Territorial gains made by the Islamic State (IS) militant group in Iraq and Syria have come as a surprise for many observers, as has its ability to attract Muslim youths to its brand of radical Islam or drive them to perpetrate terrorist acts in its name. But some argue that, far from appearing out of nowhere, the radical group in its current form is the result of a transformation rooted in the Sunni insurgency that followed the U.S. invasion of Iraq in 2003.
One of them is Joby Warrick, whose book, Black Flags -- The Rise Of ISIS, has won the Pulitzer Prize, America’s top journalism award. He talked to RFE/RL about IS's origins and their ramifications.
RFE/RL: You describe in your book how Islamic State had different incarnations before becoming what it is now. Ultraviolent from the outset in 2004, when the Al-Qaeda in Iraq group led by Abu Musab al-Zarqawi aimed to trigger a sectarian conflict between Iraq’s minority Sunni and majority Shi'a groups -- then incurring successive deadly blows which, by 2010, had turned it into a fringe structure called the Islamic State of Iraq. Then it resurfaced, deadlier than ever, once the Syrian civil conflict started. How was that possible?
Joby Warrick: It was a long time coming and people even now sometimes lose sight of the roots of this organization (Islamic State). This is something that didn't just happen in 2014 when we all kind of focused on the Islamic State, but the seeds were planted more than a decade earlier with mistakes that were made when the U.S. went into Iraq unprepared for how to manage a country and unprepared to deal with ethnic conflicts, and really opening a door for some really bad characters to come in and start something that we've now come to know as ISIS.
RFE/RL: You single out Zarqawi, the Jordanian-born mastermind of the sectarian campaign against Shi’a between 2003 and 2006, as the...founder of what years later would become the Islamic State group. But Zarqawi had been a rather minor terrorist figure until the U.S. invasion of Iraq, which turned him into a central player in the anti-U.S. insurgency and elevated him to the position of chief of the Al-Qaeda in Iraq group. How could that happen?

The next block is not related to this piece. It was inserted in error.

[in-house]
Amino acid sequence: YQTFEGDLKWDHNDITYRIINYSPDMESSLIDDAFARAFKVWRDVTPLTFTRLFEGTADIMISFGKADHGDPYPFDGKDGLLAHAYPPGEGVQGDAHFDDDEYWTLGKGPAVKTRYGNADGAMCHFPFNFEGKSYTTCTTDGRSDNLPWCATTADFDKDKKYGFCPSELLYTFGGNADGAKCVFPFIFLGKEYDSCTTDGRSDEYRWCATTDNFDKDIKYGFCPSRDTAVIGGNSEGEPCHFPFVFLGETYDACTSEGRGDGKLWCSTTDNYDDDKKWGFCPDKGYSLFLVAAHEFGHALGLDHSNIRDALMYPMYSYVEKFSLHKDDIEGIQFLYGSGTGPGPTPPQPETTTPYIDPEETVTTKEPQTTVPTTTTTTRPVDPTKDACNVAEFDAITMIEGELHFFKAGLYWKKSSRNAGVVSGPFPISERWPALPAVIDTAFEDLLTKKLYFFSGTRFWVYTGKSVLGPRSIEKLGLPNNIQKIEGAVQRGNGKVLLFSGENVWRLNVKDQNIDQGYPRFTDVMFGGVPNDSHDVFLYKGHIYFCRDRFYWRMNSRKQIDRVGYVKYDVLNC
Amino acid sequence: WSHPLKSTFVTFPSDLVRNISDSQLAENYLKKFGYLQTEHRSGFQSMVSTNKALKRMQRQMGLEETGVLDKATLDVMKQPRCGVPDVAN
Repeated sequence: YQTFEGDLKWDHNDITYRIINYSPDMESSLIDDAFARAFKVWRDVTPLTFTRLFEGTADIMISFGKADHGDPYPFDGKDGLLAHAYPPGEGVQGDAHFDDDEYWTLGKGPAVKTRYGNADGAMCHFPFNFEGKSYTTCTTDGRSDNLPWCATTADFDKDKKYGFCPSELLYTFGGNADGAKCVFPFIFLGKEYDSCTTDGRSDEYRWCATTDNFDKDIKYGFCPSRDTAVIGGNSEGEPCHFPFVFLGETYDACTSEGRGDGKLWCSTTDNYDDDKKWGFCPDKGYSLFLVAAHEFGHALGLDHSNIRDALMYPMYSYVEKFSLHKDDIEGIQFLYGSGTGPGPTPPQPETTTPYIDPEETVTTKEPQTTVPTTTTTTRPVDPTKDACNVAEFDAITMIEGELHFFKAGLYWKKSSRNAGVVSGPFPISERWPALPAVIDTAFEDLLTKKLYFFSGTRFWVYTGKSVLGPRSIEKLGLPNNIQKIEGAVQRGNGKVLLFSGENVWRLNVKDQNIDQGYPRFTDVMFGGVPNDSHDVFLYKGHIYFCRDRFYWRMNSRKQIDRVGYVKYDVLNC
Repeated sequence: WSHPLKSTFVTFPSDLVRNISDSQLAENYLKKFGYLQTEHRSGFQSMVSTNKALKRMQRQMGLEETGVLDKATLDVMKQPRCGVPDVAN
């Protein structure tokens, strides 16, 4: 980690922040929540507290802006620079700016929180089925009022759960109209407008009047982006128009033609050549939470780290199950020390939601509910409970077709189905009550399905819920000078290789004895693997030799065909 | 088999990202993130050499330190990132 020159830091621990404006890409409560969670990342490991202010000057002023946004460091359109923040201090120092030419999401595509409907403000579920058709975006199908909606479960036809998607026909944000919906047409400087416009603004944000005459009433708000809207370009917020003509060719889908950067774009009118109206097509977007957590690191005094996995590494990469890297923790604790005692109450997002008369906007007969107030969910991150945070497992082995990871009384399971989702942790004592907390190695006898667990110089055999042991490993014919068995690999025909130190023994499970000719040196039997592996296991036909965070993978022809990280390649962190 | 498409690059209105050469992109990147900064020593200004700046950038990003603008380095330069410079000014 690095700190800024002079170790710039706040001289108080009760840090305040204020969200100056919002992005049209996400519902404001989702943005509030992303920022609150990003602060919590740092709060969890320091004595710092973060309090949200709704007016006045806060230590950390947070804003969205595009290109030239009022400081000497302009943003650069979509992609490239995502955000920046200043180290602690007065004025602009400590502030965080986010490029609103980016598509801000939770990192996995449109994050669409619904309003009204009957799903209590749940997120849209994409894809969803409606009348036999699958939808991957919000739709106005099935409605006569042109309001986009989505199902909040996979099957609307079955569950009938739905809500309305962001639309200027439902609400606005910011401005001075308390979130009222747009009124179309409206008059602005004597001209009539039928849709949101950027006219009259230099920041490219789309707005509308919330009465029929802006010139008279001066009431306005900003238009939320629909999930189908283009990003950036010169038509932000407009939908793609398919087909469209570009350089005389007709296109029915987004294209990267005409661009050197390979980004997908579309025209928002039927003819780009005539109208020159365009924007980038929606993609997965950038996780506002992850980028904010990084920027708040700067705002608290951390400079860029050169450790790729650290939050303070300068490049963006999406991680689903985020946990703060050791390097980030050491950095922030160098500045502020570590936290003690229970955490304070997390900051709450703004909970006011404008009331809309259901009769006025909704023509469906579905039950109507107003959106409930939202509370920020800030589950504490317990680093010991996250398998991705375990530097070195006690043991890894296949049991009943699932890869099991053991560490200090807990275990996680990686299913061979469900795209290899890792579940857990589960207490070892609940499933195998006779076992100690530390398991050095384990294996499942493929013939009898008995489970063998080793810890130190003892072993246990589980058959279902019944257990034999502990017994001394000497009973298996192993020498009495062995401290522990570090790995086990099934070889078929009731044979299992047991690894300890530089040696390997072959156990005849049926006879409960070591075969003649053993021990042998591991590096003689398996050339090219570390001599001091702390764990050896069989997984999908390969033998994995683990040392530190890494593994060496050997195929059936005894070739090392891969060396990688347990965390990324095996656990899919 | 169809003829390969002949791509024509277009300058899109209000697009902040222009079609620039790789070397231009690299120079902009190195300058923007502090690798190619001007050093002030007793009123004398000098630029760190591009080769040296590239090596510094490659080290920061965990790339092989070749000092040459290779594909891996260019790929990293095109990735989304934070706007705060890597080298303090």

Abu Musab al-Zarqawi, who was killed in 2006
Warrick: Here's someone who'd started out really as not a very impressive character. No leadership experience to speak of yet, not much money, not much of a following, not many weapons. The United States in a way gave him a boost by making him a higher profile...we made him actually kind of a case for the connection between Al-Qaeda and [Iraqi President] Saddam Hussein in Iraq. It turned out to be a false connection, there was no real link between the two. But we helped make him famous and set himself up and manage to unite a lot of Iraqis behind him.
RFE/RL: You write that Zarqawi’s own conversion to radical Islam came after his stint in Afghanistan after the Soviet withdrawal [in 1989]. Zarqawi, a former petty criminal, came back to Jordan fully transformed into a religious zealot who admired the ways of the Afghan Taliban. Now IS is making some inroads into Afghanistan. Has it come full circle?
Warrick: In a way it has come full circle, because the begetting of the modern jihadist movement really is through Afghanistan. Al-Qaeda came out of the Afghan conflict after the war against the Soviets and Zarqawi did as well, and his offspring today, this Islamic State, has metastasized. So now you see cells in numerous places including in Afghanistan and Pakistan. And it's interesting that wherever they pop up, they end up kind of making war with the local Islamist groups. So they're not very popular there, but they have definitely made a presence and it's a worrisome thing for U.S. officials.
RFE/RL: Lately, there have been signs of growing IS influence among Muslims in the Balkans, with hundreds of Albanians and Kosovars joining the group. You’ve recently investigated this trend in Albania, but there are signs of growing Islamist influence in Kosovo as well. What are the causes?